The Law of Moses was more exacting and specifc but was actually less restrictive as to our actions and even our feelings. Which is more restrictive? The command to not commit adultery or the command to abstain from lust? The gospel law is harder to live. Anyone can follow a set of rote rules but it is harder to be given a general command to aid the poor or teach the gospel and figure out where to go from there.

Admittedly those who seem to thrive on nuance and rationalization also prefer the gospel because they can try to dodge anything they disagree with. You can find many like that who assent to the gospel but live almost none of it. Ironically they often only follow the rote commandments and chafe at those.

Link to comment

I gave an example.  My ward.  One month ago.

 

And my statement is not false.  There is no other policy that prohibits a child from being baptized if s/he not living in the situation and disavows the practice.  Even children of a polygamist can be baptized.  Children of a parent in a gay relationship cannot be baptized.

 

This policy is different and more restrictive than any other policy.  If you disagree, show me where there is one that is equally or more restrictive.

 

1. Thanks- I didn't see your example.  It will be interesting to see how that plays out for that child.

 

2. The policy being marginally more restrictive is different from "singl[ing] out children of gay parents".

 

That hyperbole is my quibble with the arguments being proffered against the new policy.

 

I don't see organized movements to mainstream other forms of apostasy either.

Edited by KevinG
Link to comment

Listening to Mormon Matters with Mitch Mayne and Carol Lynn Pearson.  Carol Lynne mentions a recent story of a sister missionary being sent home after the changes.  I don't have a reference but one can listen to the podcast.  Apparently this could be the cusp.  Mitch mentions another missionary sister that was halted in going to the MTC.  Isn't this going to explode with so many instances of bishops trying to follow this new hand book change?  It's going to affect so many innocent victims.

Why on earth would a missionary be sent home for a policy change that affects minors?

Link to comment

Interestingly, no mention of gay marriage or anything remotely related appears in the D&C, BOM or POGP.  If the law was irrevocably decreed in heaven, it seems like a big oversight not to mention anything about it in restoration scripture.

Considering the concept barely came into existence a few years ago it's a bit ridiculous to expect otherwise. Or to reject the authorized servants of the Lord they do speak on a new concept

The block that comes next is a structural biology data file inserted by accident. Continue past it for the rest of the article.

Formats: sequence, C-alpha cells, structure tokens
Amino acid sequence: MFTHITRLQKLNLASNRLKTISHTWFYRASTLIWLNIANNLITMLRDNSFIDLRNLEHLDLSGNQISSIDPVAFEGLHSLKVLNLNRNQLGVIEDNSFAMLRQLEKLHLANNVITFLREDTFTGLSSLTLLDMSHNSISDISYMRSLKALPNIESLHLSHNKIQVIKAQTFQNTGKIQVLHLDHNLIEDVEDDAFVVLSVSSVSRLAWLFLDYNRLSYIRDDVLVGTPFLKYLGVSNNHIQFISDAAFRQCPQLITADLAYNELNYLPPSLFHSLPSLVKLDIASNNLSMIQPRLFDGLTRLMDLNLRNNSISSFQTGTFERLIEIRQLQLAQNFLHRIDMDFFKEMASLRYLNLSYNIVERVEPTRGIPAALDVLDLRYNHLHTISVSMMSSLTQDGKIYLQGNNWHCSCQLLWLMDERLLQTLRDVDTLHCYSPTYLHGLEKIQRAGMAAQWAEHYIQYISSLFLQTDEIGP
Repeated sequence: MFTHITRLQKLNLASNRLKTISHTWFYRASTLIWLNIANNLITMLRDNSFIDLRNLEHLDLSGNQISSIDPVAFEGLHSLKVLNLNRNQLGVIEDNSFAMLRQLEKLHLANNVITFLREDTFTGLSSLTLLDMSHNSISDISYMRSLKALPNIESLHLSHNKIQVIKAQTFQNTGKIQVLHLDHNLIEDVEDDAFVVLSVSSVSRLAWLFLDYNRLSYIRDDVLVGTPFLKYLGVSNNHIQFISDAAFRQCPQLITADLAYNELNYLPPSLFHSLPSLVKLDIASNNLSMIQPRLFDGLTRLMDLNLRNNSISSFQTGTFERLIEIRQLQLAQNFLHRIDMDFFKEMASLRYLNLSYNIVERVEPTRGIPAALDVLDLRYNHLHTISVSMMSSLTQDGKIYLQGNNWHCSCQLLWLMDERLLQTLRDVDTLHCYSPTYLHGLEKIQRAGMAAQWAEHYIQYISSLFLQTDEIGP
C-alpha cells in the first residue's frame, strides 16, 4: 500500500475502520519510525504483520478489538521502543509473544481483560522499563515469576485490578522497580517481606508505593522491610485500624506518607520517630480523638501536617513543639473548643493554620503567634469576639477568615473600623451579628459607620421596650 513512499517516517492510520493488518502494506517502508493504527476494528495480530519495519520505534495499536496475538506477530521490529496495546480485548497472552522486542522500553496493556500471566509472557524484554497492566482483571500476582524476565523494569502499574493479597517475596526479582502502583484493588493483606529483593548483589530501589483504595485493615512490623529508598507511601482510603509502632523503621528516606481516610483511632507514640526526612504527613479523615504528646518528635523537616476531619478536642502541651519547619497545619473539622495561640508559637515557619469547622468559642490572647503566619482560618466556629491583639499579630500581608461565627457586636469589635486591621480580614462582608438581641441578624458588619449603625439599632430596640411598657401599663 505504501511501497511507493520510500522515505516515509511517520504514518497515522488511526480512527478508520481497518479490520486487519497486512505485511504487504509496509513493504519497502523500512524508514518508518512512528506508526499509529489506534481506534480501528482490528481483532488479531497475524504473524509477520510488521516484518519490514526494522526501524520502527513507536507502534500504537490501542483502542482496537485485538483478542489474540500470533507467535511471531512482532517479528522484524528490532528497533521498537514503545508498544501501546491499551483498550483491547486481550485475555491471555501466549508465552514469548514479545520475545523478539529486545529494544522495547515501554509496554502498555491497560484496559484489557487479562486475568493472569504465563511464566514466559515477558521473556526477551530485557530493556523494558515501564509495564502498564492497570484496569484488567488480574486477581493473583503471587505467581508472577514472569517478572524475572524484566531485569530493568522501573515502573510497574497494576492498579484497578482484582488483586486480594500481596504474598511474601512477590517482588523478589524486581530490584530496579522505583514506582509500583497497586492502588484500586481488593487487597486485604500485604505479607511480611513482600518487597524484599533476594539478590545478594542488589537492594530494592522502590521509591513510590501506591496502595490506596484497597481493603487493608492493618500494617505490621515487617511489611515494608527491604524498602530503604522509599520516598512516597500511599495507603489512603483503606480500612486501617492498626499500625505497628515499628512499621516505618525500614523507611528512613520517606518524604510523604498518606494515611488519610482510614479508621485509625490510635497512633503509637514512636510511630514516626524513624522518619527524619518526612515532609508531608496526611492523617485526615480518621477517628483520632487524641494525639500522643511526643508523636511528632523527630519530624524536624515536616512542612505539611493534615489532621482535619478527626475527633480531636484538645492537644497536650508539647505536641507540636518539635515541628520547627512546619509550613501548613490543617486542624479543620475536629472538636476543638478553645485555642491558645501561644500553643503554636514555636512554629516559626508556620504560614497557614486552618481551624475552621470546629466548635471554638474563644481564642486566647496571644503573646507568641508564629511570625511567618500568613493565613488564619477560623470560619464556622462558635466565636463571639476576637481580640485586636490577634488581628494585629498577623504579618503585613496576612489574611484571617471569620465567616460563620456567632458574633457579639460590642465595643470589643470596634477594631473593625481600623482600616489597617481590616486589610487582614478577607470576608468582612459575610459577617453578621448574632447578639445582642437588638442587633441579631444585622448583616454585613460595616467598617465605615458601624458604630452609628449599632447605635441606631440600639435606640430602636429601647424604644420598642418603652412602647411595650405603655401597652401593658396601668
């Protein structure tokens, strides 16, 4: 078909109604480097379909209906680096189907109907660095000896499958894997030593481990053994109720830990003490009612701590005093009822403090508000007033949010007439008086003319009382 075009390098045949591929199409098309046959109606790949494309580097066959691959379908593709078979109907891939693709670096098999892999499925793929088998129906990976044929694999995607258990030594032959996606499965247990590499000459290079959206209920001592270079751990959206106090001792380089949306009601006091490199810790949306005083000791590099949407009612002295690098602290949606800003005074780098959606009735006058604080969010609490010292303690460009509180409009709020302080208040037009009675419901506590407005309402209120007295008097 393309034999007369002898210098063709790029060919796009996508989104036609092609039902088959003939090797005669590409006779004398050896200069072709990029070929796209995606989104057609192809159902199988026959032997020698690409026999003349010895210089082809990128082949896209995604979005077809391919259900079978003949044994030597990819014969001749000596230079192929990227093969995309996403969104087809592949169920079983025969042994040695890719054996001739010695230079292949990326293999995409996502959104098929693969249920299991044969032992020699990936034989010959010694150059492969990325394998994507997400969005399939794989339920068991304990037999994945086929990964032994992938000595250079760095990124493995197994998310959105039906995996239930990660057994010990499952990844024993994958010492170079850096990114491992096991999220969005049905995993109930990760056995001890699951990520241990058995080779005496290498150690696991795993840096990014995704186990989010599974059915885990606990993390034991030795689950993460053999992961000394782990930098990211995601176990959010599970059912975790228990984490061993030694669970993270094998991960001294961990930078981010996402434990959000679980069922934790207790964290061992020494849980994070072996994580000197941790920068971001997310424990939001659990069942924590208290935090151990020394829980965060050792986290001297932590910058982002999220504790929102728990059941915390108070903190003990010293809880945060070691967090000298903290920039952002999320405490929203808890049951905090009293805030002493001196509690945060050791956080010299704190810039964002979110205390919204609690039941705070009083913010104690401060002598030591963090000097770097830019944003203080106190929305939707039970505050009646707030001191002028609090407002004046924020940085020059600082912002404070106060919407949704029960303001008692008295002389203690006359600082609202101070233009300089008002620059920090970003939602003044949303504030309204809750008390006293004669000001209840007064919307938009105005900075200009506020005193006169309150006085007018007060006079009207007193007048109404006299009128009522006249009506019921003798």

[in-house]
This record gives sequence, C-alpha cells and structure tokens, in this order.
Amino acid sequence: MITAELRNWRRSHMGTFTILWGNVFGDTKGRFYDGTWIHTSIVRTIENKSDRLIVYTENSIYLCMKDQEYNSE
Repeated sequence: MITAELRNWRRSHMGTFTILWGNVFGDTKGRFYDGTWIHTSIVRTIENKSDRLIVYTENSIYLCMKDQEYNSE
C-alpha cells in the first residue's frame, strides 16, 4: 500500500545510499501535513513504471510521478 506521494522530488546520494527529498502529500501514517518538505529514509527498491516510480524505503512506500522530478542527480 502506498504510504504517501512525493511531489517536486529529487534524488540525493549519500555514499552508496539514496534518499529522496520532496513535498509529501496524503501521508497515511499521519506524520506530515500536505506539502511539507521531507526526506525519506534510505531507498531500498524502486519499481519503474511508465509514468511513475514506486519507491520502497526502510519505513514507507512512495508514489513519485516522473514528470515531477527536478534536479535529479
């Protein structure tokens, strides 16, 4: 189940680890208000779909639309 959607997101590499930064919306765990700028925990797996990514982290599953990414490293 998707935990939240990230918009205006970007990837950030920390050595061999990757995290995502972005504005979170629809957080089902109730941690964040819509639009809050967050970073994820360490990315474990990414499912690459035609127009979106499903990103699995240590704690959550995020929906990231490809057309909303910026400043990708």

Link to comment

1. Thanks- I didn't see your example.  It will be interesting to see how that plays out for that child.

 

2. The policy being marginally more restrictive is different from "singl[ing] out children of gay parents".

 

That hyperbole is my quibble with the arguments being proffered against the new policy.

 

I don't see organized movements to mainstream other forms of apostasy either.

 

I see that as more than a marginal difference.  I've already read quite a few accounts of families affected by it.

 

If you see my statement as hyperbole and that's your quibble, are you willing to denounce those who are stating that the policy "is the same" as the policy for children of polygamists?  (Since it isn't.)  

 

Your comment on "organized movements" implies the opposite of what you've just said... You're indicating that maybe there is a reason to single out children of gay parents.

Link to comment

But they won't make every mistake and some intentional actions will not come from good men, they may have been good once but being able to make certain choices will require a change of heart.  In bluebell's list, I see at least one action that a good man by my definition would not be able to engage in and that is ignoring the welfare of the innocent when that is a part of their calling, their reason to exist.  And not seeking Christ's will when they are apostles...that more or less invalidates their calling.  

 

So if someone agrees this is what they've done in the way that bluebell states it, I have a hard time thinking that those who believe this can accept them as still good men...maybe not evil, but at best mediocre ones.  If someone says they do, I will accept it but then really wonder how different (not better or worse, just different) their standard of good must be from mine.

 

Hey Cal -- but isn't this part of the calling of an Apostle according to Elder Oaks?  Remember how the Church treated the authors of "Mormon Enigma" for publishing what is essentially now all part of the essay on Joseph's polygamy.  They were completely marginalized and Elder Oaks made it clear that they had done nothing more than present a factual and historically accurate report.  They hadn't done anything wrong or said anything untruthful but that it was his job to protect the reputation of Joseph Smith first and foremost.  If the Newell's had to suffer social stigma etc... as a result .. oh well.  That's the price of maintaining the Joseph's reputation.